Open Thread September
[visual mood supplement by bif]
The people I grew up with—and the ones you grew up with too, unless you were rich and on the coast somewhere–were all pissed off about something, but it wasn’t freedom. It was the Blacks at first, the riots and the muggings and all that Civil Rights noise. Then it was the Mexicans driving wages down and not picking up their trash. Then it was the Liberals, even though nobody’d ever spotted a live one in the city limits. They didn’t want freedom, they wanted the people they hated bashed, the harder the better.
Brushing aside the official explanations and excuses, when you look at what Operation Fast and Furious actually accomplished – the arming and consolidation of a military force currently fighting Mexico’s armed forces – the conclusion that we are actively involved in destabilizing the Mexican government is hard to avoid. It is a simple statement of fact.
It turns out that the arms benefited the Sinaloa cartel, led by a chap known as “El Chapo,” another indication that the “entrapment” explanation is a cover story, and a not very believable one at that. If the idea was to entrap Mexican drug lords in a “sting” operation, then why focus on the Sinaloa gang to the exclusion of all others?
An American Drug Lord in Acapulco
How a high school jock from Texas rose to the top of one of Mexico’s most powerful and ruthless cartels
Barbie and the Beltrán brothers were enraged. They knew there was only one person with the motive and the means to take down Alfredo: Chapo, their longtime ally in the Sinaloa cartel. Chapo was reportedly displeased with the growing power the Beltráns and Barbie held over Acapulco. “Chapo doesn’t run a very hierarchical cartel – his allies are more like a loose federation of warlords, like in Afghanistan,” says Scott Stewart, an analyst with the intelligence firm Stratfor. “He isn’t always looking over everyone’s shoulder, but whenever someone starts to get too big for his britches and pose some sort of leadership challenge, that person suddenly seems to start having problems.”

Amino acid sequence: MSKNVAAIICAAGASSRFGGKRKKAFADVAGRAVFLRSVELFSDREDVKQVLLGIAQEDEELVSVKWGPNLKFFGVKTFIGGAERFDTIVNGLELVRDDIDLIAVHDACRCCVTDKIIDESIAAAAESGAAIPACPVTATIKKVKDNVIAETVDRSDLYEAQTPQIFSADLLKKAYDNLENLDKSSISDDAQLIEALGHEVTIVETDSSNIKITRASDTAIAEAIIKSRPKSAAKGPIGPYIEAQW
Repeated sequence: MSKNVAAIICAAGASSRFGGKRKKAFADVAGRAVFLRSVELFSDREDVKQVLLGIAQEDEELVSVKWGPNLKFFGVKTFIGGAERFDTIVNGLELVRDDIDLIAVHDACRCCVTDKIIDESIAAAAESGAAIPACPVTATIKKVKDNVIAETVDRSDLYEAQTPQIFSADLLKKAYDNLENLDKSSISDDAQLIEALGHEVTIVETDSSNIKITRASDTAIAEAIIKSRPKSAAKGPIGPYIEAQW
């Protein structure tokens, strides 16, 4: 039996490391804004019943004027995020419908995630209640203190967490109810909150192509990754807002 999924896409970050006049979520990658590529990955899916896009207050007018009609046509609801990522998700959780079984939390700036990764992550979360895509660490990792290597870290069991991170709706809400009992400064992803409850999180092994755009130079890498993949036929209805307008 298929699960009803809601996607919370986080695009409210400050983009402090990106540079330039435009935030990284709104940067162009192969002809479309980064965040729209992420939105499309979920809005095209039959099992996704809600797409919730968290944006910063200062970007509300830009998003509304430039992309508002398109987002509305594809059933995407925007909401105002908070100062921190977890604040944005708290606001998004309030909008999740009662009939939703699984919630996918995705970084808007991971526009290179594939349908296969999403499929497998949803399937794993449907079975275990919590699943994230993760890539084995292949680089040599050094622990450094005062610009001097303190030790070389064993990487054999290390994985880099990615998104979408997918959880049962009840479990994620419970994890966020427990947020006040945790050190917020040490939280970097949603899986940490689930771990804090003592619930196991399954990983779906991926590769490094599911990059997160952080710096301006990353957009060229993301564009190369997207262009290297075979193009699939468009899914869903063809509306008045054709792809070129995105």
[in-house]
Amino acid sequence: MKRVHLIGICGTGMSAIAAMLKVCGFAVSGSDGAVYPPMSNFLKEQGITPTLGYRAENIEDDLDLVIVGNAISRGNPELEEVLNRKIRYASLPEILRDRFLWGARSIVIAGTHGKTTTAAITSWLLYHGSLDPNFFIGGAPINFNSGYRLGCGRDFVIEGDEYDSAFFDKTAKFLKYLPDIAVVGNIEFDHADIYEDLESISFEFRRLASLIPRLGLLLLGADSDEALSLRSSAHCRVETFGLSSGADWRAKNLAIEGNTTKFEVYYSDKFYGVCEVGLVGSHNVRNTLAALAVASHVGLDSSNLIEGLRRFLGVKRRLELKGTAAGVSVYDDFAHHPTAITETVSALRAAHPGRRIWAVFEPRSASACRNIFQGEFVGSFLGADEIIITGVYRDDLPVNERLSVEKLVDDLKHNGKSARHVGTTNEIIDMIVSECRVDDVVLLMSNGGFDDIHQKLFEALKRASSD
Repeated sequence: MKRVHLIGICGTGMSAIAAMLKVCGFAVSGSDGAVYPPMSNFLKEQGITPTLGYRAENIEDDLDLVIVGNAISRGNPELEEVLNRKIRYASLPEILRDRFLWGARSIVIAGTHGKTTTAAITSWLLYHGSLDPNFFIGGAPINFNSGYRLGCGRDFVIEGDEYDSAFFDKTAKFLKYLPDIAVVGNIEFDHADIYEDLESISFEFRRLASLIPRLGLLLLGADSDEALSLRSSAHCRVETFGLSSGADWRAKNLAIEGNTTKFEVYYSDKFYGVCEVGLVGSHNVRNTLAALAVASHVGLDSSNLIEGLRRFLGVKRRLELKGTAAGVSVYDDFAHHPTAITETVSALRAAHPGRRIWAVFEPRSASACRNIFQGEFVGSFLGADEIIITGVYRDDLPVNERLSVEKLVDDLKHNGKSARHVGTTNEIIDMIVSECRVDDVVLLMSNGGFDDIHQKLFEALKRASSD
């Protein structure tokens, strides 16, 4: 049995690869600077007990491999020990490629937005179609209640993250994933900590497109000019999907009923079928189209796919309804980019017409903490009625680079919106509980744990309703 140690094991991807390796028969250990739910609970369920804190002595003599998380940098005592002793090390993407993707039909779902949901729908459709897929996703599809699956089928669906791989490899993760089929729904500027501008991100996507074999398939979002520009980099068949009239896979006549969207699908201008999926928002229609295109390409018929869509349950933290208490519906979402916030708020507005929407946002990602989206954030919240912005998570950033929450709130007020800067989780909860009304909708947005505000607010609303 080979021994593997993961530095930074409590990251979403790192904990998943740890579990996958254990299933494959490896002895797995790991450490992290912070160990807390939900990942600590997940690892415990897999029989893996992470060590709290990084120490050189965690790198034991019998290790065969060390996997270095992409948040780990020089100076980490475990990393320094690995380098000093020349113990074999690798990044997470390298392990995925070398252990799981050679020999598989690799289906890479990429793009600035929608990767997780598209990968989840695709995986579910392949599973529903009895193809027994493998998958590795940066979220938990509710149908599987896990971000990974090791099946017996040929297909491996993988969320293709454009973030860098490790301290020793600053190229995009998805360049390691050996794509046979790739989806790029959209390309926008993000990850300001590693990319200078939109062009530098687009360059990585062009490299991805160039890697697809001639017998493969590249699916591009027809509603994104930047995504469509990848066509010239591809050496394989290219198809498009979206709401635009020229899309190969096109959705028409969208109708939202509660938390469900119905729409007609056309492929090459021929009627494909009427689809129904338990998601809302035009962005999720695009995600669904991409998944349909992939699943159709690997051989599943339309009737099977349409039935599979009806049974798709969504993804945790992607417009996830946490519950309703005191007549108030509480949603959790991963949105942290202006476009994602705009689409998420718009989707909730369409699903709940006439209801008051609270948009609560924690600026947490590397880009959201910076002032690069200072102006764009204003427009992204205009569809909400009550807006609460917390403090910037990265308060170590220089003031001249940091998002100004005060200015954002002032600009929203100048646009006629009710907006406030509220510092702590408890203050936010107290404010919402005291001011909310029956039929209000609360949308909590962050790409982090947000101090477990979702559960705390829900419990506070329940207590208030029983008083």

Chapo’s perceived move against the Beltráns sparked an all-out war. A few months later, Chapo’s 22-year-old son was killed by multiple gunmen on the same day that assassins ambushed Mexico’s new federal police chief. Soon, corpses were turning up all along the Pacific coast. President Felipe Calderón sent in thousands of troops, but more than 580 people, including 64 policemen, died in the dispute.
If the Beltráns had a strong leader, they could probably have withstood Chapo’s attack. But Arturo, the head of the cartel, was becoming more and more erratic, partying at all hours and reportedly even dabbling in cannibalism. “I was friends with Arturo,” Barbie would later report. “But when he was on drugs, he wanted to kill me. And when he wasn’t, everything was cool.” On the verge of a paranoid break, Arturo retreated to his house in Cuernavaca, where he sat by the pool, lazily flicking $100 bills at girls he hired to entertain him. One night in December 2009, he hired 24 strippers and a Grammy-winning norteño band to come over for a party. Barbie was there too, keeping an eye on the two dozen or so bodyguards with gold-and-diamond-studded pistols who roamed the property. But just as the party was getting started, Mexican special forces suddenly stormed the house. As chaos erupted and the girls scrambled to hide from the gunfire, Arturo fled with his most trusted men to a nearby condo.